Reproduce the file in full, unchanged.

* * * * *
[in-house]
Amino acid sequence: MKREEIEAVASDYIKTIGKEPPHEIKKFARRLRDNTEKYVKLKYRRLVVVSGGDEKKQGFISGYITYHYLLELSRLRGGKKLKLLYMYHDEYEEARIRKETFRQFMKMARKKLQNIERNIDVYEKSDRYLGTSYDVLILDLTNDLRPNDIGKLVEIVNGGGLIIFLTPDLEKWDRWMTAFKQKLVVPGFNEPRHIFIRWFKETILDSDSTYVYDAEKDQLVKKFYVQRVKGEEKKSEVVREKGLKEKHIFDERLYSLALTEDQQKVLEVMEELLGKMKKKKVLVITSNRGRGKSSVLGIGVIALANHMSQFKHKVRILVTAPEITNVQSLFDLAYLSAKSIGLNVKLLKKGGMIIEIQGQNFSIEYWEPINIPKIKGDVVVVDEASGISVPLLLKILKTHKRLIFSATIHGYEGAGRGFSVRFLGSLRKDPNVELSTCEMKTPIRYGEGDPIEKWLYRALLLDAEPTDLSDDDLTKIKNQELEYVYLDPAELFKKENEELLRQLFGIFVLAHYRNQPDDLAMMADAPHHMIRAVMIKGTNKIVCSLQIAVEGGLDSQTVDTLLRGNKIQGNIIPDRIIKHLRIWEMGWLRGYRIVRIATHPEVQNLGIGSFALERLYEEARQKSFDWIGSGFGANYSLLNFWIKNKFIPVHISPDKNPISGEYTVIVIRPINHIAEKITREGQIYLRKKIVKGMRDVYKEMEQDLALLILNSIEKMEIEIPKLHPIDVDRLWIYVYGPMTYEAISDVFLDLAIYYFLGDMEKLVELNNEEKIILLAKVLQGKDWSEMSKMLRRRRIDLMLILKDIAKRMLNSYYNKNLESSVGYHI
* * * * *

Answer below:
[in-house]
Amino acid sequence: MKREEIEAVASDYIKTIGKEPPHEIKKFARRLRDNTEKYVKLKYRRLVVVSGGDEKKQGFISGYITYHYLLELSRLRGGKKLKLLYMYHDEYEEARIRKETFRQFMKMARKKLQNIERNIDVYEKSDRYLGTSYDVLILDLTNDLRPNDIGKLVEIVNGGGLIIFLTPDLEKWDRWMTAFKQKLVVPGFNEPRHIFIRWFKETILDSDSTYVYDAEKDQLVKKFYVQRVKGEEKKSEVVREKGLKEKHIFDERLYSLALTEDQQKVLEVMEELLGKMKKKKVLVITSNRGRGKSSVLGIGVIALANHMSQFKHKVRILVTAPEITNVQSLFDLAYLSAKSIGLNVKLLKKGGMIIEIQGQNFSIEYWEPINIPKIKGDVVVVDEASGISVPLLLKILKTHKRLIFSATIHGYEGAGRGFSVRFLGSLRKDPNVELSTCEMKTPIRYGEGDPIEKWLYRALLLDAEPTDLSDDDLTKIKNQELEYVYLDPAELFKKENEELLRQLFGIFVLAHYRNQPDDLAMMADAPHHMIRAVMIKGTNKIVCSLQIAVEGGLDSQTVDTLLRGNKIQGNIIPDRIIKHLRIWEMGWLRGYRIVRIATHPEVQNLGIGSFALERLYEEARQKSFDWIGSGFGANYSLLNFWIKNKFIPVHISPDKNPISGEYTVIVIRPINHIAEKITREGQIYLRKKIVKGMRDVYKEMEQDLALLILNSIEKMEIEIPKLHPIDVDRLWIYVYGPMTYEAISDVFLDLAIYYFLGDMEKLVELNNEEKIILLAKVLQGKDWSEMSKMLRRRRIDLMLILKDIAKRMLNSYYNKNLESSVGYHI